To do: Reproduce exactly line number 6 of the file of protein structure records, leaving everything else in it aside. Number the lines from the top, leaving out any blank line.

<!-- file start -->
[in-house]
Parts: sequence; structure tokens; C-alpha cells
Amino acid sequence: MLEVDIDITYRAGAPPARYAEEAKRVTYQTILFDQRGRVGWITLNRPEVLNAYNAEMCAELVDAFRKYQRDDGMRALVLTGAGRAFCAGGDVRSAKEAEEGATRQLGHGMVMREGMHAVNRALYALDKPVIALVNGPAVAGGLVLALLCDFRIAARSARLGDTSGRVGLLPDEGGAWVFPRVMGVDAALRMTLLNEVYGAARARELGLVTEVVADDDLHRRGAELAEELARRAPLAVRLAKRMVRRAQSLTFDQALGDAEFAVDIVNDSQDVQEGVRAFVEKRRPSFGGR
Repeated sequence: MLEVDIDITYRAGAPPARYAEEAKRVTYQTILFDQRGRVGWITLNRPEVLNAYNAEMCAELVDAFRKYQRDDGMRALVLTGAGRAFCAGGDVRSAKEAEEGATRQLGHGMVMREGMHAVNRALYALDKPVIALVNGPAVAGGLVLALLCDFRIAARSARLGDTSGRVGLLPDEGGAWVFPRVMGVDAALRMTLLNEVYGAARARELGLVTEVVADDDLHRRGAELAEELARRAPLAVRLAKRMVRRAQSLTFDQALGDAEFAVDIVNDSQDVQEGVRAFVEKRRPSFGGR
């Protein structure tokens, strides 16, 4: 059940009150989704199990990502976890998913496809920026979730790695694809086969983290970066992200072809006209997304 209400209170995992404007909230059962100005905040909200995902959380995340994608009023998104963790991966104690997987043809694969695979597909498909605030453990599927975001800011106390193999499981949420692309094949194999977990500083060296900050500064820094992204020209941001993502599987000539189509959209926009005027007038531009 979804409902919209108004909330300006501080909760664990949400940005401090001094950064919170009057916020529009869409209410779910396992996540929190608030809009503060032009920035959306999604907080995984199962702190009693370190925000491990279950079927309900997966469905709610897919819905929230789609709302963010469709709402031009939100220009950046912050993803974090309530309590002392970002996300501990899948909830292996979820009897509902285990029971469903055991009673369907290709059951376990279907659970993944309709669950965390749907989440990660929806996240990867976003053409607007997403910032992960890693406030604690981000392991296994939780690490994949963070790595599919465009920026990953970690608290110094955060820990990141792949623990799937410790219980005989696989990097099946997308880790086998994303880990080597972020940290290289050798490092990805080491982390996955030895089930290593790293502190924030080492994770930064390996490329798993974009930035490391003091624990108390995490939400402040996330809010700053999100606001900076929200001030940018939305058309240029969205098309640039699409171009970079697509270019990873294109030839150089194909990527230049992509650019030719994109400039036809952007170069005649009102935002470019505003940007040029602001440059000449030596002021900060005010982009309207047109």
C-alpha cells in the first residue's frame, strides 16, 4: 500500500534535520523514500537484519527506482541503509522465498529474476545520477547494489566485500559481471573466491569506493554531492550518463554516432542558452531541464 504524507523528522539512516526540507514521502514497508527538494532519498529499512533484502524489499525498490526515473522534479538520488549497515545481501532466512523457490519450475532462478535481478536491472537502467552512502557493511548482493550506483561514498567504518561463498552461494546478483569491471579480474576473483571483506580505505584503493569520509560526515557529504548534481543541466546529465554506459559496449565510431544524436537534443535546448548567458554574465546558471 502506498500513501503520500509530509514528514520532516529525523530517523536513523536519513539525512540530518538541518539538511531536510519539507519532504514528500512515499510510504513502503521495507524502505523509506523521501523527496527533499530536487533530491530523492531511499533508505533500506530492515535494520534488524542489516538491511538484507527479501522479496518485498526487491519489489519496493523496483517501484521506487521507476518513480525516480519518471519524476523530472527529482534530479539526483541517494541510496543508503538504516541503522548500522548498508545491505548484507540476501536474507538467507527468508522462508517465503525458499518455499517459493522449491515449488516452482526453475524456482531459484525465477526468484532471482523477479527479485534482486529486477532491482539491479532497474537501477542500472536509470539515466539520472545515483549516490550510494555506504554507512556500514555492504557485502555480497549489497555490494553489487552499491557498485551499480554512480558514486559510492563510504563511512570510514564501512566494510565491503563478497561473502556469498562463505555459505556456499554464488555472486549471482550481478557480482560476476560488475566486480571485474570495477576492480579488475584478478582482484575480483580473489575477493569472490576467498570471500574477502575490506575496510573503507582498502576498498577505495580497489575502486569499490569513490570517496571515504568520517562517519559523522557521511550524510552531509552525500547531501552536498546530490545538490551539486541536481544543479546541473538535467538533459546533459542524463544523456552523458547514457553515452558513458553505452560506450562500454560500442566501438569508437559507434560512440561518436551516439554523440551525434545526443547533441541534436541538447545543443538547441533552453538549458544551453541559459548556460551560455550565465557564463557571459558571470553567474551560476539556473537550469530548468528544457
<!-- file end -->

C-alpha cells in the first residue's frame, strides 16, 4: 500500500534535520523514500537484519527506482541503509522465498529474476545520477547494489566485500559481471573466491569506493554531492550518463554516432542558452531541464 504524507523528522539512516526540507514521502514497508527538494532519498529499512533484502524489499525498490526515473522534479538520488549497515545481501532466512523457490519450475532462478535481478536491472537502467552512502557493511548482493550506483561514498567504518561463498552461494546478483569491471579480474576473483571483506580505505584503493569520509560526515557529504548534481543541466546529465554506459559496449565510431544524436537534443535546448548567458554574465546558471 502506498500513501503520500509530509514528514520532516529525523530517523536513523536519513539525512540530518538541518539538511531536510519539507519532504514528500512515499510510504513502503521495507524502505523509506523521501523527496527533499530536487533530491530523492531511499533508505533500506530492515535494520534488524542489516538491511538484507527479501522479496518485498526487491519489489519496493523496483517501484521506487521507476518513480525516480519518471519524476523530472527529482534530479539526483541517494541510496543508503538504516541503522548500522548498508545491505548484507540476501536474507538467507527468508522462508517465503525458499518455499517459493522449491515449488516452482526453475524456482531459484525465477526468484532471482523477479527479485534482486529486477532491482539491479532497474537501477542500472536509470539515466539520472545515483549516490550510494555506504554507512556500514555492504557485502555480497549489497555490494553489487552499491557498485551499480554512480558514486559510492563510504563511512570510514564501512566494510565491503563478497561473502556469498562463505555459505556456499554464488555472486549471482550481478557480482560476476560488475566486480571485474570495477576492480579488475584478478582482484575480483580473489575477493569472490576467498570471500574477502575490506575496510573503507582498502576498498577505495580497489575502486569499490569513490570517496571515504568520517562517519559523522557521511550524510552531509552525500547531501552536498546530490545538490551539486541536481544543479546541473538535467538533459546533459542524463544523456552523458547514457553515452558513458553505452560506450562500454560500442566501438569508437559507434560512440561518436551516439554523440551525434545526443547533441541534436541538447545543443538547441533552453538549458544551453541559459548556460551560455550565465557564463557571459558571470553567474551560476539556473537550469530548468528544457